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  • Is a Blood Test About to Diagnose Alzheimer's Disease?


    There may be a big breakthrough coming in how we diagnose Alzheimer’s Disease! Researchers from the University of Washington have been working tirelessly to develop an alternative diagnostic tool. A blood test to diagnose Alzheimer's disease is not a new idea. For years we have seen study after study present a range of different biomarkers attempting to detect the devastating disease at its very earliest, pre-symptomatic stages. Despite a growing volume of alternative hypotheses, measuring levels of amyloid beta protein deposits in the brain is still the best diagnostic tool for tracking the progression of the disease.

    Two years ago researchers from Washington University School of Medicine in St. Louis revealed amyloid deposits in the brain could be effectively tracked by measuring levels of two amyloid subtypes in the bloodstream. That study found that as levels of amyloid beta 40 and amyloid beta 42 go down in the bloodstream, amyloid beta deposits increase in the brain. While earlier blood serum tests returned results with 88% accuracy, the addition of two biomarker (age and one protein) calculations increased the specificity to 94%. These results are comparable with the PET Brain Scan accuracy.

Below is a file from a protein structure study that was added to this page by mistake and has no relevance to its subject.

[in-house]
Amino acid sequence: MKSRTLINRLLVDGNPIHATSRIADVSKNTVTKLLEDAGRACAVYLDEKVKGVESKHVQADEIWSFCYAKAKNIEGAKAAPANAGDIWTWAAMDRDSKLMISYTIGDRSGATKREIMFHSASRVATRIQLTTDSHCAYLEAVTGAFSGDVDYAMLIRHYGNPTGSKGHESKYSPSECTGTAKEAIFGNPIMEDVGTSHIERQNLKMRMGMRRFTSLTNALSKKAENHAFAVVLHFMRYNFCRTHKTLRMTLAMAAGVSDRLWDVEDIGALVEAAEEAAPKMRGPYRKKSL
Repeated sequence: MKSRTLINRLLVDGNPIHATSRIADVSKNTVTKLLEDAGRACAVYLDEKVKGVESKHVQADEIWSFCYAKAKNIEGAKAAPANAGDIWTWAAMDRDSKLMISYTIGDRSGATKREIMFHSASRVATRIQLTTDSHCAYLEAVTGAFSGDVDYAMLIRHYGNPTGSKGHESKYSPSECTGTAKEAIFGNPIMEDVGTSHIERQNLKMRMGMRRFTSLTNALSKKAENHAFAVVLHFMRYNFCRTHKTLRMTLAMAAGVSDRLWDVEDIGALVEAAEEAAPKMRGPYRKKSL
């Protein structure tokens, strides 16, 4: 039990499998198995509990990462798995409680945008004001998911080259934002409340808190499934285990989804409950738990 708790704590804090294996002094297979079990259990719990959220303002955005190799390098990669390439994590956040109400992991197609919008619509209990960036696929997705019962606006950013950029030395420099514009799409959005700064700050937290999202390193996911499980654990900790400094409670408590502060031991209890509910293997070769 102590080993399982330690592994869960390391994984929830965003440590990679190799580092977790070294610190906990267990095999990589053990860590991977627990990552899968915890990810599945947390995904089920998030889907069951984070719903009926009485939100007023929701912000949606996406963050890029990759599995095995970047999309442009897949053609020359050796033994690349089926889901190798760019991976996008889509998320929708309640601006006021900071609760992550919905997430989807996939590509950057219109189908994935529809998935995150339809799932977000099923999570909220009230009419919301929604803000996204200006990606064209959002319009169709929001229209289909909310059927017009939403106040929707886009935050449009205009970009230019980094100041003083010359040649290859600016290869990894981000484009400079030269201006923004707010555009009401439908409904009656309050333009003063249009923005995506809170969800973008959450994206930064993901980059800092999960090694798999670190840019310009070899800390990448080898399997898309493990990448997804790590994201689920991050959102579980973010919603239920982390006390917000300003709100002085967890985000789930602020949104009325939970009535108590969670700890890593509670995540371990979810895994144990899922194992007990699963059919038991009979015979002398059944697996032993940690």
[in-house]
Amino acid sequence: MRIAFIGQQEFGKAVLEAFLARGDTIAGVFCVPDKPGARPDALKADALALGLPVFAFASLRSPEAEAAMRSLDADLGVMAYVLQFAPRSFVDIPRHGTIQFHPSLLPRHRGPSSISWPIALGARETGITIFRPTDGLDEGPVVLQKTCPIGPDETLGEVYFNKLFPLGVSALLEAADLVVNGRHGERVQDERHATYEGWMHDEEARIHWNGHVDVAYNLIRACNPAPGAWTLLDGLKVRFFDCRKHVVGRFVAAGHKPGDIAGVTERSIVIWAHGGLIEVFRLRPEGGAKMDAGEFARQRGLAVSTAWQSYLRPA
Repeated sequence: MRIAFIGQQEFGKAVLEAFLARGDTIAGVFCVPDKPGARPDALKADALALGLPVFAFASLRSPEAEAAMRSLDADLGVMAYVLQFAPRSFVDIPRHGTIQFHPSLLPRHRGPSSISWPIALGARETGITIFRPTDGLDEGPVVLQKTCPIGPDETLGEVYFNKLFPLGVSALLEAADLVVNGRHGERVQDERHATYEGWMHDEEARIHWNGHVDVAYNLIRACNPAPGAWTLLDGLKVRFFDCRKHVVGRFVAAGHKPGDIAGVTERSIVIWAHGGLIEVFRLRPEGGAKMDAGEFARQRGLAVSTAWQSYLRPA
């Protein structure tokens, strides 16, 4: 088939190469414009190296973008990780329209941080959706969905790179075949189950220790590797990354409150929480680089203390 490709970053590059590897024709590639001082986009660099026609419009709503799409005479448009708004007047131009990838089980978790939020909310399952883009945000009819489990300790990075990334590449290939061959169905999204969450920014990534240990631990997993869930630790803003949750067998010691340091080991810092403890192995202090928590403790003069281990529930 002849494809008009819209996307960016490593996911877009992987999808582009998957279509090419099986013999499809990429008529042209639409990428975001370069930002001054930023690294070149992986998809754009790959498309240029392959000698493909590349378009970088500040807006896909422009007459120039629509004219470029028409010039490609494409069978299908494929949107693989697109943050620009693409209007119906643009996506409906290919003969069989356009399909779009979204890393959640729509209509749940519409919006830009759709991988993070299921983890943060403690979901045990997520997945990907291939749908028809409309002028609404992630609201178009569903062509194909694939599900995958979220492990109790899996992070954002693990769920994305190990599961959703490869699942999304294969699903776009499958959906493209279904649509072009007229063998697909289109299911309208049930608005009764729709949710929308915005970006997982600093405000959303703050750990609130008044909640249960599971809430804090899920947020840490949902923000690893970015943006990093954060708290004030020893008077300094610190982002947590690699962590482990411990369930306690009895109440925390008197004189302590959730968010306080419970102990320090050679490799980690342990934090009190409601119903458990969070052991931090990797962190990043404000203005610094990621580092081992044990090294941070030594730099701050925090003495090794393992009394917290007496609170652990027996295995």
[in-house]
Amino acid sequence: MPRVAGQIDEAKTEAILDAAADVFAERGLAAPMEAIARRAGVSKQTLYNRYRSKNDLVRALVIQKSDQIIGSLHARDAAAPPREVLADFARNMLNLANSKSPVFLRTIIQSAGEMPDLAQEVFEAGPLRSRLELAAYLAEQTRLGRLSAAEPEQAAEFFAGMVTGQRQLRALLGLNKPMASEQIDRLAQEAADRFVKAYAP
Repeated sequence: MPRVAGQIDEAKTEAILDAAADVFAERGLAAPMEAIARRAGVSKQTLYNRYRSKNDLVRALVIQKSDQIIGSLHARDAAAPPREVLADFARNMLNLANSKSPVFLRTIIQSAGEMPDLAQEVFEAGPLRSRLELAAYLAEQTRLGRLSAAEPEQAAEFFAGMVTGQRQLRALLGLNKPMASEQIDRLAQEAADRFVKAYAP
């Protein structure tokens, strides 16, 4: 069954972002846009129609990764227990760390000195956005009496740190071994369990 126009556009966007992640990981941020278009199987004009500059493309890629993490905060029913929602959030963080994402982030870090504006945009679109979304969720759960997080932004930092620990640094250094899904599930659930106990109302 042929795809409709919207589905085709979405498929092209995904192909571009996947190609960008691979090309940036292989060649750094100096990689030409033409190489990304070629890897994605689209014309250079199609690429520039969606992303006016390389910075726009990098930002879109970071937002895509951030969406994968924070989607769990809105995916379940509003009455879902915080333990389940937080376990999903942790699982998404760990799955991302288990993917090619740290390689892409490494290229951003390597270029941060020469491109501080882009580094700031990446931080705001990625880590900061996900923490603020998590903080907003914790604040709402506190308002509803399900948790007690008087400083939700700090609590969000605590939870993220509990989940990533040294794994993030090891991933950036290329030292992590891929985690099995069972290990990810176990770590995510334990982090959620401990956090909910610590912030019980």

Why is this important? Aside from providing a testing option with fewer potential side effects, the speed at which identifying potential study participants for Alzheimer’s vaccine trials could be key in identifying the control group. This could lead to finding a cure that much sooner.

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